U.N. Security Council Condemns Mali PM Arrestإقرأ هذا الخبر بالعربية
The U.N. Security Council on Tuesday condemned the arrest of Mali's prime minister by the armed forces and renewed a threat to impose sanctions on those who threaten the country's "constitutional order."
U.N. leader Ban Ki-moon is also "troubled" by the new turmoil in the African nation, where Islamist militants and rebels have taken over half the country, his spokesman said.
"The members of the Security Council condemn the arrest, on December 10, 2012, of the prime minister of Mali, Mr Cheick Modibo Diarra, by members of the Malian Armed Forces," said a council statement.
The 15-nation body said the action contravenes repeated U.N. calls for the Malian military to stop interfering in the west African nation's transition.
"The members of the Security Council express their readiness to consider appropriate measures, including targeted sanctions, against those who prevent the restoration of the constitutional order and take actions that undermine stability in Mali," added the statement.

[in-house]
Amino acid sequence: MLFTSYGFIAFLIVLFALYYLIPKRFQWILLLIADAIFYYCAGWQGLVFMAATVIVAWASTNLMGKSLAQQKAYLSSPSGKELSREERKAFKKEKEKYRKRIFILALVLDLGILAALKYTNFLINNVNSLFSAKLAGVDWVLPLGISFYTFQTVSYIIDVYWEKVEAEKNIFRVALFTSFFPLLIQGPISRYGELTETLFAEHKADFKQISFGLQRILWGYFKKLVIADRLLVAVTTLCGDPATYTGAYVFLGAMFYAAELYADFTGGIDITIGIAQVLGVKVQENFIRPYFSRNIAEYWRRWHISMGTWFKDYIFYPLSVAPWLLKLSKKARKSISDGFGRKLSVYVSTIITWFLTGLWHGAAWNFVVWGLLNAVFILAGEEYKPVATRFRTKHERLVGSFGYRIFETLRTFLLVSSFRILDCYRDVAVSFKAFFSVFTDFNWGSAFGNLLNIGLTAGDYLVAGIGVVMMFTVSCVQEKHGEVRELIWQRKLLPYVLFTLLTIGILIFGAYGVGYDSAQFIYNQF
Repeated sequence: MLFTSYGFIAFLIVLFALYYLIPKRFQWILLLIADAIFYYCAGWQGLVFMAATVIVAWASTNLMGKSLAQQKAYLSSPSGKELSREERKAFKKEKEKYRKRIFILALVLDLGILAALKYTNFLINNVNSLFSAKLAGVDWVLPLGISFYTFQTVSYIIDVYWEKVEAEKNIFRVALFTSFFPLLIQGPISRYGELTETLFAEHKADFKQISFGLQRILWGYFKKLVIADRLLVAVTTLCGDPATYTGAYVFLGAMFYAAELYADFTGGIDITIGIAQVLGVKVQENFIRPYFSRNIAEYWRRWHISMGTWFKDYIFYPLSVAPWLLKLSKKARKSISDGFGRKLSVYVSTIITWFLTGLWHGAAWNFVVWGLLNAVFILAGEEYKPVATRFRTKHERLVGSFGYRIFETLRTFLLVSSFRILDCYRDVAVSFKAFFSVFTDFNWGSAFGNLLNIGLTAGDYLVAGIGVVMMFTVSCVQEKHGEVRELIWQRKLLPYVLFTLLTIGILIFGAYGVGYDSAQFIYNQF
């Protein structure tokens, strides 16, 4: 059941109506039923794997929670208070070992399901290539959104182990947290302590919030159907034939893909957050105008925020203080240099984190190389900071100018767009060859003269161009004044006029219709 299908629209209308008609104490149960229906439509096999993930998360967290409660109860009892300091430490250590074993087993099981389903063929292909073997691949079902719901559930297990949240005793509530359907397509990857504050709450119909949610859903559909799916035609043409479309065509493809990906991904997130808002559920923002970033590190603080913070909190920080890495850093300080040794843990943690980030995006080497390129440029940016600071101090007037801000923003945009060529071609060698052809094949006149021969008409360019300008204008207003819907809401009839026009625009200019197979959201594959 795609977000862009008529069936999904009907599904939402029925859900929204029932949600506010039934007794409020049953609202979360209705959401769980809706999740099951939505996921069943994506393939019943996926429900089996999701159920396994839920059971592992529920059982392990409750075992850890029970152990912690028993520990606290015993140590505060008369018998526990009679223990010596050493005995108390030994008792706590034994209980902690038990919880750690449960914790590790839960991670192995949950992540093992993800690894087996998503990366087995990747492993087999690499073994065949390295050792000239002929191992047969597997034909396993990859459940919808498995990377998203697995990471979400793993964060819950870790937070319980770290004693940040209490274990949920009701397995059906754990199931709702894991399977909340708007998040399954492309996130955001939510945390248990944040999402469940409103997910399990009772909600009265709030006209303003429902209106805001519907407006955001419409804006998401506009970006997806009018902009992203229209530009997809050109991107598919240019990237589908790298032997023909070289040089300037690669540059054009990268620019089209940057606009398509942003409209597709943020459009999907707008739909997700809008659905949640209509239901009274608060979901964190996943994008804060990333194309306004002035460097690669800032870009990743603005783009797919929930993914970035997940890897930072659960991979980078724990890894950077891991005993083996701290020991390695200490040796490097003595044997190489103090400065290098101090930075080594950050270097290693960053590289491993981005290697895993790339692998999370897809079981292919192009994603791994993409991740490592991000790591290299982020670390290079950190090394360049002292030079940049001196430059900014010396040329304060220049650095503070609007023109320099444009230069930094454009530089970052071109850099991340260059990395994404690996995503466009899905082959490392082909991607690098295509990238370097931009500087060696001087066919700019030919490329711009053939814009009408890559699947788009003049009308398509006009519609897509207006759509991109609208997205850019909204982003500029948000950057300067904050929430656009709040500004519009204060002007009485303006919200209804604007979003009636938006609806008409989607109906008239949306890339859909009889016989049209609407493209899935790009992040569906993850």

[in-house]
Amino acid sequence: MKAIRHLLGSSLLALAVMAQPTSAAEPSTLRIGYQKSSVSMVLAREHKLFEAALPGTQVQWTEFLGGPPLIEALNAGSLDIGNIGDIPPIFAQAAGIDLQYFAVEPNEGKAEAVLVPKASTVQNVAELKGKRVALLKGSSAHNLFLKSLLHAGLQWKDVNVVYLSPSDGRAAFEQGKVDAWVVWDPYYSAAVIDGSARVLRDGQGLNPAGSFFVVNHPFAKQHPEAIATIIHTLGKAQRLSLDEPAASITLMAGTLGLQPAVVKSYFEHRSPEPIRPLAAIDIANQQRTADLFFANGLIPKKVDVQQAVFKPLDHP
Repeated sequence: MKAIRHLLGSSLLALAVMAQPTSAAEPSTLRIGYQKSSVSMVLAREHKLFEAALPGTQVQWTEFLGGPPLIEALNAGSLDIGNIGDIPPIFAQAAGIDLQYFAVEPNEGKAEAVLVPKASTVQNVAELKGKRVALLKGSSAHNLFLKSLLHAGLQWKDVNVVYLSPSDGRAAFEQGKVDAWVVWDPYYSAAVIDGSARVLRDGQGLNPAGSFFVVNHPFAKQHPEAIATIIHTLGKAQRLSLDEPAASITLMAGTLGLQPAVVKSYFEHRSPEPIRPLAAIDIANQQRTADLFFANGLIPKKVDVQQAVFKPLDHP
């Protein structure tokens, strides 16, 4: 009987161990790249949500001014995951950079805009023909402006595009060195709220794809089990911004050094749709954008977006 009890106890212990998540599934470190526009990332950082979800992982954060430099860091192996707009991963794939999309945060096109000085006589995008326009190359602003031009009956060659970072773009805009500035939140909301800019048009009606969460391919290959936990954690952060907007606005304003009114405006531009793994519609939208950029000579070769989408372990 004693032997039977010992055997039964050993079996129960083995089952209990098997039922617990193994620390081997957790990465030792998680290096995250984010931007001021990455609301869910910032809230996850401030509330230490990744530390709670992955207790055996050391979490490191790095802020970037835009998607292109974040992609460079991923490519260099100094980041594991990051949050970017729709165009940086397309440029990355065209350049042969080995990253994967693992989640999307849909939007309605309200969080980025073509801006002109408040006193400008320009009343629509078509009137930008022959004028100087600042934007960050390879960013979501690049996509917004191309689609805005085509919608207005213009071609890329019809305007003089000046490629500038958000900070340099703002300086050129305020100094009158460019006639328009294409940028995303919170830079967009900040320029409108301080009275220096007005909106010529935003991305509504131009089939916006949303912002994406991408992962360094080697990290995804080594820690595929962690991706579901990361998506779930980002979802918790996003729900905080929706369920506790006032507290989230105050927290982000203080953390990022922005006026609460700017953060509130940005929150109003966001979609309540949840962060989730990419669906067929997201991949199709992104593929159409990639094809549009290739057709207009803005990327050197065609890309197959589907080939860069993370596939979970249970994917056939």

The U.N. council called on interim president Dioncounda Traore to "swiftly reappoint an inclusive government of national unity."
Islamists and rebels took over the northern half of Mali in March, taking advantage of a military coup in Bamako. Despite the appointment of an interim government the army has been accused of continually holding on to power.
Cheick Modibo Diarra quit Tuesday under pressure from the coup leaders, who oppose a foreign-aided military intervention to drive out Islamists.
The U.N. council stressed its "commitment to authorizing as soon as possible the deployment of an African-led international support mission in Mali."
France is drawing up a resolution giving a mandate to an international force. But negotiations have been prolonged by United States opposition to sending just an African-led force to Mali.
U.N. spokesman Martin Nesirky said UN leader Ban Ki-moon was also "troubled by what happened in Mali." The spokesman said the arrest "underscores the need for political stability" in the country.